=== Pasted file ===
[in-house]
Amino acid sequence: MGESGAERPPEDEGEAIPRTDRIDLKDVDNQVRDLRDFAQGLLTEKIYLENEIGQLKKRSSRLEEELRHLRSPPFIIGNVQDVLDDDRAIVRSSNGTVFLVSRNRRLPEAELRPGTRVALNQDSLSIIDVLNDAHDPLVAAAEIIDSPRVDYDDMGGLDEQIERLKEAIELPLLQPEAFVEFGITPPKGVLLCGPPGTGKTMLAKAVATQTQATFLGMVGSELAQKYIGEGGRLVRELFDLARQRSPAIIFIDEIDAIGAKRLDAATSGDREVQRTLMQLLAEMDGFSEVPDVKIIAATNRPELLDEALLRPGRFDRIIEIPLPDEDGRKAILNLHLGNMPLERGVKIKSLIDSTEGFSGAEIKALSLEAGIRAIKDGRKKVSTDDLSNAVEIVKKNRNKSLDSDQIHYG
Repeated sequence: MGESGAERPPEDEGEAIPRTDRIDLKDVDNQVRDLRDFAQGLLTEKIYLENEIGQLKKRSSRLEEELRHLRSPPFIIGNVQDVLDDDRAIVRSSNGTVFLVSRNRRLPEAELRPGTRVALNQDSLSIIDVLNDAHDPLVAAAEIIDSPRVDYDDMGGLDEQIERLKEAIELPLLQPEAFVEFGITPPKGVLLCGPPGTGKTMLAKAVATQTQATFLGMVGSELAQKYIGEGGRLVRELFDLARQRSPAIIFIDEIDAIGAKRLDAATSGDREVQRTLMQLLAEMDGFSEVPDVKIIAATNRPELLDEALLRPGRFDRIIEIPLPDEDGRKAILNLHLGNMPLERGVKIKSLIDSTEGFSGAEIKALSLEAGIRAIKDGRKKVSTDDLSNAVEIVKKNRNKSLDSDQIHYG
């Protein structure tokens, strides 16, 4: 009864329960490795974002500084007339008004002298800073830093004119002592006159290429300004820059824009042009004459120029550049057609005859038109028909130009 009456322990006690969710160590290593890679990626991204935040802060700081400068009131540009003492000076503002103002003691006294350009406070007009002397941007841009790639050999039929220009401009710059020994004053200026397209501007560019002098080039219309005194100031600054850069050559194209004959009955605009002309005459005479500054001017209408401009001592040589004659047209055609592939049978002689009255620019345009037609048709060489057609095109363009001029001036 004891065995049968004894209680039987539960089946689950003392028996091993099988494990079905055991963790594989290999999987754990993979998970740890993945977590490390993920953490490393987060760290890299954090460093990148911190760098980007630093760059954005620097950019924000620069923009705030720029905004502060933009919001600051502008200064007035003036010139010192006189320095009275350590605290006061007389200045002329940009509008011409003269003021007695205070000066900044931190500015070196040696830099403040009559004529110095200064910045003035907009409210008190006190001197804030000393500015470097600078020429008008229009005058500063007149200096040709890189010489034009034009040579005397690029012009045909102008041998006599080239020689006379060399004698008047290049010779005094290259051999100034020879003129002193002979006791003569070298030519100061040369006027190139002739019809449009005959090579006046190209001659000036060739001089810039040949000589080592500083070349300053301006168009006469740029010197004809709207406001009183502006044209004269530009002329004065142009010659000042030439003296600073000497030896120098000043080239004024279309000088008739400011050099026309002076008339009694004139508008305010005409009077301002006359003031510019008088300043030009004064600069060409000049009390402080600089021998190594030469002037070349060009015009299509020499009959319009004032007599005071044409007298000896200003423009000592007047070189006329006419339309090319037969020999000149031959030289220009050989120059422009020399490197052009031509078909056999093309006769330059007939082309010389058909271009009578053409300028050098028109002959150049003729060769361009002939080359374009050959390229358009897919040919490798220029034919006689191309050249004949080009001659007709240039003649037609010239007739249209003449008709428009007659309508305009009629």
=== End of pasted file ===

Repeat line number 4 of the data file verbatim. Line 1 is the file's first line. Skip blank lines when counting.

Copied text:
């Protein structure tokens, strides 16, 4: 009864329960490795974002500084007339008004002298800073830093004119002592006159290429300004820059824009042009004459120029550049057609005859038109028909130009 009456322990006690969710160590290593890679990626991204935040802060700081400068009131540009003492000076503002103002003691006294350009406070007009002397941007841009790639050999039929220009401009710059020994004053200026397209501007560019002098080039219309005194100031600054850069050559194209004959009955605009002309005459005479500054001017209408401009001592040589004659047209055609592939049978002689009255620019345009037609048709060489057609095109363009001029001036 004891065995049968004894209680039987539960089946689950003392028996091993099988494990079905055991963790594989290999999987754990993979998970740890993945977590490390993920953490490393987060760290890299954090460093990148911190760098980007630093760059954005620097950019924000620069923009705030720029905004502060933009919001600051502008200064007035003036010139010192006189320095009275350590605290006061007389200045002329940009509008011409003269003021007695205070000066900044931190500015070196040696830099403040009559004529110095200064910045003035907009409210008190006190001197804030000393500015470097600078020429008008229009005058500063007149200096040709890189010489034009034009040579005397690029012009045909102008041998006599080239020689006379060399004698008047290049010779005094290259051999100034020879003129002193002979006791003569070298030519100061040369006027190139002739019809449009005959090579006046190209001659000036060739001089810039040949000589080592500083070349300053301006168009006469740029010197004809709207406001009183502006044209004269530009002329004065142009010659000042030439003296600073000497030896120098000043080239004024279309000088008739400011050099026309002076008339009694004139508008305010005409009077301002006359003031510019008088300043030009004064600069060409000049009390402080600089021998190594030469002037070349060009015009299509020499009959319009004032007599005071044409007298000896200003423009000592007047070189006329006419339309090319037969020999000149031959030289220009050989120059422009020399490197052009031509078909056999093309006769330059007939082309010389058909271009009578053409300028050098028109002959150049003729060769361009002939080359374009050959390229358009897919040919490798220029034919006689191309050249004949080009001659007709240039003649037609010239007739249209003449008709428009007659309508305009009629």